Homeopathic Therapies for the Flu

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While in Vancouver a couple of weeks ago I read an article about homeopathy and the flu. I know some people can be skeptical about homeopathy, but Sonya McLeod makes some interesting points. I can’t vouch for the studies she cites because I haven’t read them, but her arguments are compelling.

Tonight I found out my university is officially not letting professors dock grades for absences because they don’t want any students to feel that they have to come to class if they have symptoms of H1N1. Additionally, professors can require students to leave class if they look sick. Wowza.

I don’t know whether to think they’re being paranoid or to be glad they’re taking H1N1 seriously. Either way, it makes for some good public health talk!

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2 Responses to “Homeopathic Therapies for the Flu”

  1. Neil Says:

    Admittedly, when the news broke out on H1N1 I was reluctant to even care about it. However, I think we should all do a reality check in what is actually going on with the spread of this flu. This isn’t the Avian Bird Flu which has re-educated about how the word pandemic can be overly used.

    In an average year, 30,000-40,000 (most of who are over 65) people die from the typical seasonal flu in the US. Compartively, H1N1 is estimated to kill 30,000-90,000 lives this year in the US (mostly children and young adults). These are numbers coming from panelists on the President’s Council and Advisors on Science & Technology. These individuals, I doubt, have any incentive of over-estimating death tolls and using scare tactics (that’s the media’s job). From these numbers, the CDC has identified schools, child care facilities, and higher ed institutions as a place of transmission. PSU has followed those instructions and I totally agree that this should be taken seriously. My professors, while following the school’s H1N1 policy, also state that it is not an excuse to turn in late assignments that were given well in advance. If a student needs to miss a mid-term, then the percent of grade emphasis on the mid-term will be placed on the final exam.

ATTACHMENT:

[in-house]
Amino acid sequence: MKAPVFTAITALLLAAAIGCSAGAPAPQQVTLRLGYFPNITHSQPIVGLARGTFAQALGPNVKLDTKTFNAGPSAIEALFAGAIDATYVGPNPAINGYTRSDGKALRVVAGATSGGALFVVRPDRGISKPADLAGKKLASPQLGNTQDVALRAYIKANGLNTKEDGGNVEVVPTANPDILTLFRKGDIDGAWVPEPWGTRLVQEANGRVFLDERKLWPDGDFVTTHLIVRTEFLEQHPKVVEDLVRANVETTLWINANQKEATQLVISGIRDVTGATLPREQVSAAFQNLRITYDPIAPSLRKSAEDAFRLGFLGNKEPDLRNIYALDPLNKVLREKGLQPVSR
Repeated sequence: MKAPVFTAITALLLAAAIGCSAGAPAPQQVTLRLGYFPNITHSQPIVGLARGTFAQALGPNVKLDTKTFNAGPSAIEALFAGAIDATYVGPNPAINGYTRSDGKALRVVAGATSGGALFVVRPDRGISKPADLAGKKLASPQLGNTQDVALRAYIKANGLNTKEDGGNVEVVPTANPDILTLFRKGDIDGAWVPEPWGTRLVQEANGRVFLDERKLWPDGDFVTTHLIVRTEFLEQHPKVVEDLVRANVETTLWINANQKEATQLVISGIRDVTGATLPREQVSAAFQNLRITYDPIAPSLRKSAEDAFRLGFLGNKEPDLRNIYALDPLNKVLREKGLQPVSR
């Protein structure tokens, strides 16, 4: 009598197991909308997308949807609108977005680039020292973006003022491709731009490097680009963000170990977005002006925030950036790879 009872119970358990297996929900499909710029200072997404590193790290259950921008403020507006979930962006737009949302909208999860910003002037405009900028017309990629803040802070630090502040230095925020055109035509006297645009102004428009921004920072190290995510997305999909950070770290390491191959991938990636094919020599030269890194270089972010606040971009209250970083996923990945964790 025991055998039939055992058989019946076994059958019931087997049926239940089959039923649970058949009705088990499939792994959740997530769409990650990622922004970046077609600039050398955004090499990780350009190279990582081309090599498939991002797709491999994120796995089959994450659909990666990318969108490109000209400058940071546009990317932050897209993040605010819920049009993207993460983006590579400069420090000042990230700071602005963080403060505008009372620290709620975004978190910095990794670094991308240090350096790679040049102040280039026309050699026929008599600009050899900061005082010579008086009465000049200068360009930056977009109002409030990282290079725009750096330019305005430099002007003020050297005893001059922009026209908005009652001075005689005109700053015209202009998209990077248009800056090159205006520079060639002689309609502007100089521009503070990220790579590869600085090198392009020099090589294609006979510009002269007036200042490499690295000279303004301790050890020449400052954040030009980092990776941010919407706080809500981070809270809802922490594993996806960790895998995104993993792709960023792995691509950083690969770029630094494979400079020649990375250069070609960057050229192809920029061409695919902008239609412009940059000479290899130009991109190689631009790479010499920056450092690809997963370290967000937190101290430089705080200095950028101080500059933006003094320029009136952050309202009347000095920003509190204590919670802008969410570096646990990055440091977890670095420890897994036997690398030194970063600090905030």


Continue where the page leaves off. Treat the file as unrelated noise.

My second point is around the potential link between seasonal flu vaccines and increased risk in contracting H1N1. Canada has put the brakes on giving out the seasonal flu vaccine because of this reason. Although the study has been “unpublished” the CDC should be having discussions with the study officials and not just saying that their data doesn’t support that same conclusion. Isn’t this issue more than just country specific? What are the laws around that. Can the CDC review an unpublished study? Seems to me that they should be able to be on the forefront of change and not just reacting to study when it finally gets published. Below is the link to that story, which I should note has been picked up on NPR.

    http://www.theflucase.com/index.php?option=com_content&view=article&id=710%3Apeople-who-got-flu-shot-last-year-more-likely-to-get-qswine-fluq-says-canadian-study&catid=1%3Alatest-news&Itemid=64&lang=en

  2. Jessica Harrison Says:

    H1N1 is a big topic here at the county’s health department. I have to say, the county’s doing a decent job at dispelling myth and providing education about how to prevent the spread of illness.

    And a kudos: Multhnomah County’s health care clinics will be offering both flu vaccinations to anyone who comes into our clinic, whether or not they are a “legitimate” patient.

    Why can’t we, as a first-world country, do such things all the time?

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